A Thousand Words: Dr. Strangelove

Dr. Strangelove

Welcome to A Thousand Words, my attempt to expand Fuldapocalypse into visual media. Since this is a blog that’s technically about World War III, I figured I’d open it up by reviewing the movie that probably, more than any other, represents World War III in popular culture. This movie, obviously, is the Stanley Kubrick/Peter Sellers classic Dr. Strangelove.

The movie itself is excellent. I could complain about how some of the humor seems a little forced at times, but the positives vastly outweigh the negatives. It’s a classic for a reason.

What I find more intriguing is how utterly different Dr. Strangelove is from, say, Red Storm Rising. The entire plot centers around nuclear war, as opposed to the sidestepping most of the “WW3s” I knew did. It’s started by an American general, and there are only a few characters. Granted, some of this is the movie format at work, but still.

Review: The Saudi-Iranian War

The Saudi-Iranian War

saudiiranianwar

As my first Command LIVE scenario was a conflict between Iran and Saudi Arabia, when I saw Ted Halstead’s The Saudi-Iranian War, I knew I had to check it out. I was sadly disappointed.

The Saudi-Iranian War is a technothriller through and through. Not only does it depict a military conflict with jumping viewpoints at all levels, but it does so through the lens of technological spectacle. It reads like a cargo-culted classic technothriller that manages to have even less of a human element than the stereotype would predict.

Halstead takes us on an all-tution paid semester in Rivets 205 at tem wur cool leg. The book just starts with character after character after character saying what they’re going to be doing, along with such important DEEP HISTORY details as the horsepower of a jeep’s engine. It’s the worst kind of knowledge-detail, the kind that goes “I know [or looked up] the exact designation of a Scud TEL, so I’ll write it out”, rather than leveraging any of it into making an actually better story.

The early part of this is rote description, metaphorical conference room scenes, and literal conference room scenes. It’s about as exciting as it sounds.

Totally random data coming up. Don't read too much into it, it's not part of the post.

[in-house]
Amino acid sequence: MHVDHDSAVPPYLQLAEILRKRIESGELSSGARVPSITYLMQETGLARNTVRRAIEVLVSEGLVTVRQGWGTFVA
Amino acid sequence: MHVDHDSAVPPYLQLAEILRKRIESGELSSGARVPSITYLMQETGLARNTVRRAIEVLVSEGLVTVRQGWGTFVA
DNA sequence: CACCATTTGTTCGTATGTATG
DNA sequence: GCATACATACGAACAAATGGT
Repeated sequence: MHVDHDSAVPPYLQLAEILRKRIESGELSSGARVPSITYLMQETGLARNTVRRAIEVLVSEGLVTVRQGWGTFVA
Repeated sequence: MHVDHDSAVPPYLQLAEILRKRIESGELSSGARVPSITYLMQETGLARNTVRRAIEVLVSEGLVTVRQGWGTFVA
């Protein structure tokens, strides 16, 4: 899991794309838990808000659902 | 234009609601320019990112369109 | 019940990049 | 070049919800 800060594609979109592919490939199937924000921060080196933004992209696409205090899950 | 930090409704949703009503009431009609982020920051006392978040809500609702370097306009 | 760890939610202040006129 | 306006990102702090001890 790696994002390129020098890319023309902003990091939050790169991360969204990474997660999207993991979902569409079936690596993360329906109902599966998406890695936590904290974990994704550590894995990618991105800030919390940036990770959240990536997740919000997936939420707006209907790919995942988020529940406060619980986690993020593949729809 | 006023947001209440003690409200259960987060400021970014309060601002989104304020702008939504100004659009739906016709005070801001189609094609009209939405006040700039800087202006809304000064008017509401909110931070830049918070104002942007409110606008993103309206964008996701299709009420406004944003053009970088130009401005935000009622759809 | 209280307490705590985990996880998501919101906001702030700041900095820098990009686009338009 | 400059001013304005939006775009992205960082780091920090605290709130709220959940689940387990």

Halfway into the book, the “action” finally starts. If, by action one means “there’s descriptions of tanks, followed by descriptions of tanks firing, with a description of the exact shell [ie, M829A2] the tank fired.” Not only are the large battles treated purely as deterministic clashes of military hardware, but they’re also dull to the point where I’ve read more melodramatic Let’s Plays/AARs of various wargames. The smaller scale “cloak and dagger” stuff is also not ideal, but even it’s still better than the big battles.

Perhaps the most disappointing part is the setup. Iran hopes to defeat Saudi Arabia via a series of technothriller set pieces. Everything just feels like it’s one isolated, stilted technothriller set piece after another instead of anything that seems like it’s genuinely flowing. The tanks are a technothriller set piece. The aircraft are a technothriller set piece. The WMDs are a technothriller set piece. Not helping matters for a story so centered around military equipment is said equipment being a mix of “The Wikipedia page for Saudi and Iranian equipment”, plus a few shoved-in ‘exotics’ like T-14 Armatas and J-20s.

I’d recommend something like Raven One for a modern technothriller where an Iran with an expanded arsenal is the opponent. The Saudi-Iranian War just feels like a rote, box-checking IKEA Technothriller that has far more of the genre’s bad parts than its good ones.

 

Review: Defcon One

Defcon One

Joe Weber’s Defcon One is a late Cold War technothriller with one unintentionally prescient scene and a lot of iffy clunkiness.

Who and What

This is a very stock technothriller. It’s also a very boring techno-“thriller”. Which is a shame because its nuclear “almost-war” could have been better in defter hands. Instead it has supervillain Soviets and makes what should have been a second Cuban Missile Crisis look very boring. It’s technically competent, but also dull and feels from start to finish like it’s just going through the motions of what a technothriller is supposed to be. “Superweapons. Check. Action. Check. Conference Rooms. Check. Lots of Viewpoint Characters [who aren’t developed even by genre standards]. Check.”